Investing in a franchise is no easy decision and one you shouldn’t take lightly. Sure, franchising is a smart way to be your own boss without having to go it alone. But there is a lot of information to navigate to ensure you’re choosing the franchise that’s right for you. Once you have decided to consider a franchise seriously, you’ll be given a Franchise Disclosure Document, or FDD as we call it in the franchising world. While the document may not be a light read, it is a comprehensive overview of the franchise business and contains vital information. Let’s take a deeper look at the document.
What is a Franchise Disclosure Document?
The FDD is a 23-part document that reviews the franchisor’s history, the company structure and legal history. It also contains financial agreements and payment schedules, existing franchisees, and mutual expectations among many other things. While prospective franchisees are encouraged to review the FDD with an experienced lawyer, this may not be realistic for everyone. Fortunately, franchise companies like Pool Scouts include a walk-through of the FDD with a franchise development representative as part of the sales process. We do this to ensure you fully understand the material in the document and have the opportunity to ask any questions you might have.
When do you receive the FDD?
According to the Federal Trade Commission, franchisors are required by law to provide an FDD to candidates. They must provide it “at least 14 calendar days before the prospective franchisee signs a binding agreement with, or makes any payment to, the franchisor or an affiliate in connection with the proposed franchise sale.”
Why is the FDD important?
The FDD is meant to protect potential franchisees by putting everything on the table. It is important to review the document thoroughly and capture any questions or concerns you have about the business, so you thoroughly know what you’re committing to and have a true understanding of the business.
What Should You Pay Attention To?
While the FDD in its entirety is important, there are several sections that warrant a bit more attention.
Item 1 gives a detailed background of the franchise, its company structure, and overview of the industry. This will give you a general idea of how the franchise has grown, what it values, and how it’s organized.
Items 3 and 4 review any litigation or bankruptcy history the company may have. Information in these sections should raise a red flag. It could indicate problems with that company’s system, both for the franchisor and the franchisees.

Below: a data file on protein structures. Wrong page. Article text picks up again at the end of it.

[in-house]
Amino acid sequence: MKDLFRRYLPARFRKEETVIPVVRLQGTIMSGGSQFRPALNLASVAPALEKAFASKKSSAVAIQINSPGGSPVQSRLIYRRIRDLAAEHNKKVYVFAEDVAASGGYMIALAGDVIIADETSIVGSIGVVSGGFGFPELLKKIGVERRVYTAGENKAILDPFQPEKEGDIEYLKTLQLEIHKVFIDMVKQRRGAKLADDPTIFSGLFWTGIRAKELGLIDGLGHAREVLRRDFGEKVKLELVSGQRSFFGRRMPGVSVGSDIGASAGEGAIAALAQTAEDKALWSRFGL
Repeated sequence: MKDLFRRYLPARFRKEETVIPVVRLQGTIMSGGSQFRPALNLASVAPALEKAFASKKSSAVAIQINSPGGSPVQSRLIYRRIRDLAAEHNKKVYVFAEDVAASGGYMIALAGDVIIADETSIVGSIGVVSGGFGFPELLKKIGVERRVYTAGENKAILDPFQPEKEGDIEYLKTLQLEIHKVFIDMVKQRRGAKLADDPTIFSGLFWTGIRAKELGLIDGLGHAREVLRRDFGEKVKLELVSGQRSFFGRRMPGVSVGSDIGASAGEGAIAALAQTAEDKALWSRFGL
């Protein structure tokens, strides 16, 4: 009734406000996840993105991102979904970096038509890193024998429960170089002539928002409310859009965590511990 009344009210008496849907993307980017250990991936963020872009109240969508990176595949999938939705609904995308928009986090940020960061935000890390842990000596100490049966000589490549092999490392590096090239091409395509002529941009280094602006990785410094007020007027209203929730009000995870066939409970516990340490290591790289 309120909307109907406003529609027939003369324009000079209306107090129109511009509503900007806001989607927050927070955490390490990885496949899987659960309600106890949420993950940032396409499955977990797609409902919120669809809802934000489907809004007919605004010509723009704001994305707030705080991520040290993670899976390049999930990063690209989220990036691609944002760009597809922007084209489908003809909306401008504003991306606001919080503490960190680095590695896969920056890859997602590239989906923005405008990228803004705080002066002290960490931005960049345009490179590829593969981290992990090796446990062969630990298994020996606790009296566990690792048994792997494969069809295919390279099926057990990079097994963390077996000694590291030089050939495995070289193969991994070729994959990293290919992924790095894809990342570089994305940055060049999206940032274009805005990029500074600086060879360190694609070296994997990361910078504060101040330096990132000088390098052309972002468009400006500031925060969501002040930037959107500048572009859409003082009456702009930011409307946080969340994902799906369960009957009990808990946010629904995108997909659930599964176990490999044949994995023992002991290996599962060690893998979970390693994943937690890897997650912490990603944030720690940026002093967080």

Items 5 through 7 outline the franchise fees, initial investment, and other deposits. Perhaps the most important items to prospective owners, these sections help set financial expectations and give a good idea of how much a particular franchise will cost both up front and down the road.
Item 19 tells the potential franchise owner the financial performance representation of the business. The biggest question potential franchisees have is “How profitable is buying a franchise?” This section breaks down the profitability of the business so people have a better understanding of the financial side of the business.
Item 20 provides information about franchises and basic details about their business.
The bottom line is that the FDD is a key part of the investment process. There are a number of articles about the FDD and key things to keep in mind. Franchisors are required to provide the document in an effort to be transparent, and it is your responsibility as a potential franchisee to make sure you’re comfortable with the information and fully ready to move ahead into franchise ownership.
If you’re interested in a low-cost franchise with a recurring revenue model in an innovative industry, check out the Pool Scouts franchise opportunity for more information.
2829 Guardian Lane, Suite 100 Virginia Beach, VA 23452
The information contained on this website is not intended as an offer to sell a franchise or the solicitation of an offer to buy a franchise. It is for informational purposes only. The following states regulate the offer and sale of franchises: California, Hawaii, Illinois, Indiana, Maryland, Michigan, Minnesota, New York, North Dakota, Oregon, Rhode Island, South Dakota, Virginia, Washington, and Wisconsin. If you are a resident of or want to locate a franchise in one of these states, Pool Scouts Franchising, LLC will not offer or sell a franchise in that jurisdiction unless and until the offering has been duly registered and declared effective by such jurisdiction and Pool Scouts Franchising, LLC has complied with applicable disclosure laws.